NORTHBOROUGH, Mass. (BP) – The admission would shock many, and even more so coming from a pastor. However, it’s part of Terry Dorsett’s testimony from what he calls “a dark period” in his life that ultimately shows the power of forgiveness as delivered only through Christ.
“Twenty-five years ago my family was hit by a drunk driver,” said Dorsett, executive director for Baptist Churches of New England (BCNE) whose 33-year ministry includes three decades in that part of the country. “My youngest son’s back was broken, and he nearly died. My right leg was pretty mangled, and they thought they would have to amputate it.”
The drunk driver, it turned out, wasn’t a stranger. Her name was Barbara, and she worked at the store across the street from the Dorsett home.
Surgery and nine months of therapy saved Dorsett’s leg, but the minister walked a rough road in terms of forgiveness.
“I was furious at her and prayed she would get drunk again and drive into a tree and die,” he told BP.
Eventually, his faith brought healing.
“God was gracious to me,” Dorsett said. “I learned to forgive Barbara. I led her to faith in Christ and baptized her. She remained a member of the church in Vermont where I was pastor until she died last month.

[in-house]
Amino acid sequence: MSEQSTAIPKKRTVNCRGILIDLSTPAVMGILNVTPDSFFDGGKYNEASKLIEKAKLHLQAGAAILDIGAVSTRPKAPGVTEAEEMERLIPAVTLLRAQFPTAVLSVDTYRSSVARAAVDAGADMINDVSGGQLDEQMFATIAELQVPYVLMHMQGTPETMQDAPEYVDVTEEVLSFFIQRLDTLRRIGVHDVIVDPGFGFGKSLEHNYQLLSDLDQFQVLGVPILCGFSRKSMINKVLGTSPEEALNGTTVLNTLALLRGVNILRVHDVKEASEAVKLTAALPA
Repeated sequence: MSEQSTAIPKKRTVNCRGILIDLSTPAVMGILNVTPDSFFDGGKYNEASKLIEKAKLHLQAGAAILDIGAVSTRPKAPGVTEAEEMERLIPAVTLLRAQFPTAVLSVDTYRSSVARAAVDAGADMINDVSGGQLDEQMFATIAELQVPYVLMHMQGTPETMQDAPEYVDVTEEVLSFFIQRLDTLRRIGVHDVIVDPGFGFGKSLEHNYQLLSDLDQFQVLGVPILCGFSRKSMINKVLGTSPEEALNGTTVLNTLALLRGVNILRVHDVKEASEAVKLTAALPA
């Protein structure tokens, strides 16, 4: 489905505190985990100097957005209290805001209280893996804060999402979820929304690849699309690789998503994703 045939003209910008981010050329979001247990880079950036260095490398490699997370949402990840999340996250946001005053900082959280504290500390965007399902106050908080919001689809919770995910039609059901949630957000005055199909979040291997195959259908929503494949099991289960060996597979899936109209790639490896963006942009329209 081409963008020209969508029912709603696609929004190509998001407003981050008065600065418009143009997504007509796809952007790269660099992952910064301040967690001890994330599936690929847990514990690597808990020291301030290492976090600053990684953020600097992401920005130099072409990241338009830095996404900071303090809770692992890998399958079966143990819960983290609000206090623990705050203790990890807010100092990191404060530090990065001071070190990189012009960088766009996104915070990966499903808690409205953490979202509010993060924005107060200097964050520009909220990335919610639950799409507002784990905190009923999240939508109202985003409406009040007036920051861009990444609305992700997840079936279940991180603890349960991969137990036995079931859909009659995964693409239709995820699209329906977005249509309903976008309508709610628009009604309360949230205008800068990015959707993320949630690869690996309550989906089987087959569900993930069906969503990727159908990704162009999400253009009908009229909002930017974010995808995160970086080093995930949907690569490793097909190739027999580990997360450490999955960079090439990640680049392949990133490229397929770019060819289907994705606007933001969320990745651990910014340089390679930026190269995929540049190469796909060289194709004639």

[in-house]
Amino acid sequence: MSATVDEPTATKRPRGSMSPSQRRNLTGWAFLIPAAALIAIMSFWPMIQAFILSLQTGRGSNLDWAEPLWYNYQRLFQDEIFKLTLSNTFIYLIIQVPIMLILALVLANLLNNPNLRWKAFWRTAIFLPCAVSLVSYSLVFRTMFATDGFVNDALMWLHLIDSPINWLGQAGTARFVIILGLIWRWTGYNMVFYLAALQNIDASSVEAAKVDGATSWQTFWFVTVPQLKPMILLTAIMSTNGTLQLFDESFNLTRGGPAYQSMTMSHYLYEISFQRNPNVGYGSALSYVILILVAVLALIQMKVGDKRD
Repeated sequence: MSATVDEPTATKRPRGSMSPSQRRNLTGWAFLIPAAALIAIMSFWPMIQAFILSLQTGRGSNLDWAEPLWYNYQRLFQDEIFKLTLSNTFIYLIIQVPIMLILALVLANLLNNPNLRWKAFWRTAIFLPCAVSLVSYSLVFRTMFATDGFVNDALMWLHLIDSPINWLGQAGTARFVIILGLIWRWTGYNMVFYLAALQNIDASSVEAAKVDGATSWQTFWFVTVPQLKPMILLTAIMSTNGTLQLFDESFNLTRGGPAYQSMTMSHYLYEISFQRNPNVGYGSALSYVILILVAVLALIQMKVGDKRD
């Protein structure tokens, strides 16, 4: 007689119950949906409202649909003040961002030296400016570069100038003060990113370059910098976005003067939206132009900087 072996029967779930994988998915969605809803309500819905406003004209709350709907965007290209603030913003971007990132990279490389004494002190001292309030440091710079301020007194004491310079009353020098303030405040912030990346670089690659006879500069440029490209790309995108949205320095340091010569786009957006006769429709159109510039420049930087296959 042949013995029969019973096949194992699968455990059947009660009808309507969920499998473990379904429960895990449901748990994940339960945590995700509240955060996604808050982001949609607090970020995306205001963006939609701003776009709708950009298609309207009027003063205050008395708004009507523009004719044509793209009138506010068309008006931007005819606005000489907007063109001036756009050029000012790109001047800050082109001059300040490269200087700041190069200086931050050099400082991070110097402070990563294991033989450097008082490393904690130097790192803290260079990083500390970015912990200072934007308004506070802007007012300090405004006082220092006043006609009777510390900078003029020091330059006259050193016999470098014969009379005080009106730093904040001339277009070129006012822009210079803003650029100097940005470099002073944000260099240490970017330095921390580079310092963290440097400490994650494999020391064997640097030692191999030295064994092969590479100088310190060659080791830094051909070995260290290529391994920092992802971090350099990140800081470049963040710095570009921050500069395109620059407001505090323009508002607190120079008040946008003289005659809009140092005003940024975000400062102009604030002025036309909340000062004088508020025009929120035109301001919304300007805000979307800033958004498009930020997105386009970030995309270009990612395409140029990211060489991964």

“Learning to forgive was hard, but it was also life-changing. It set the route of much of my future ministry.”
Responses, in time
Preaching throughout BCNE churches has brought Dorsett face to face with the crippling guilt and bitterness many feel and the need for forgiveness.
“We live in a world filled with hurting people,” he said. “Sadly, those people hurt other people. Hurt is like a cancer; it grows and spreads until it destroys everything. Forgiveness breaks the cycle and changes hurt into healing.”
Dorsett wrote Breaking Free from the Spirit of Offense for those wanting to move on from painful experiences. It is available on Kindle for $2.99, $5.99 in paperback or free for Kindle Unlimited subscribers.
“I preach on 1 Samuel 25 and the subject of forgiveness often in New England churches,” he said.
One of those sermons came in April at First Baptist in Marlborough, Mass., where Dorsett is a member. On Sept. 15 – four months later – the church phone received a message from a woman who had heard the sermon and wanted to talk to Dorsett about it.
The two met, and Dorsett shared the Gospel. Three weeks later the woman prayed alongside First Baptist pastor Logan Loveday to accept Christ as her Savior. She joined a new members class with 10 others and was baptized at the beginning of November.
“She has a lot of challenges to work through, but now has the Holy Spirit to help her in those struggles,” Dorsett said.
It’s not his first experience of a message bringing fruit, albeit on a longer timeline.
“I’ve seen it many times. I once preached the Gospel at a funeral, and one year later to the day the lady’s grandson showed up at church,” Dorsett said. “He told me he hadn’t been able to get that message out of his head and wanted to know how he could be saved. I baptized him in a cold Vermont river.
“It’s just one of many stories of God’s grace in New England,” he said of the area where Southern Baptist churches are most likely to grow.
“We tend to want instant results,” Dorsett said. “But that’s just not how God works. He calls us to be faithful witnesses of the Gospel, not matter how long it takes.”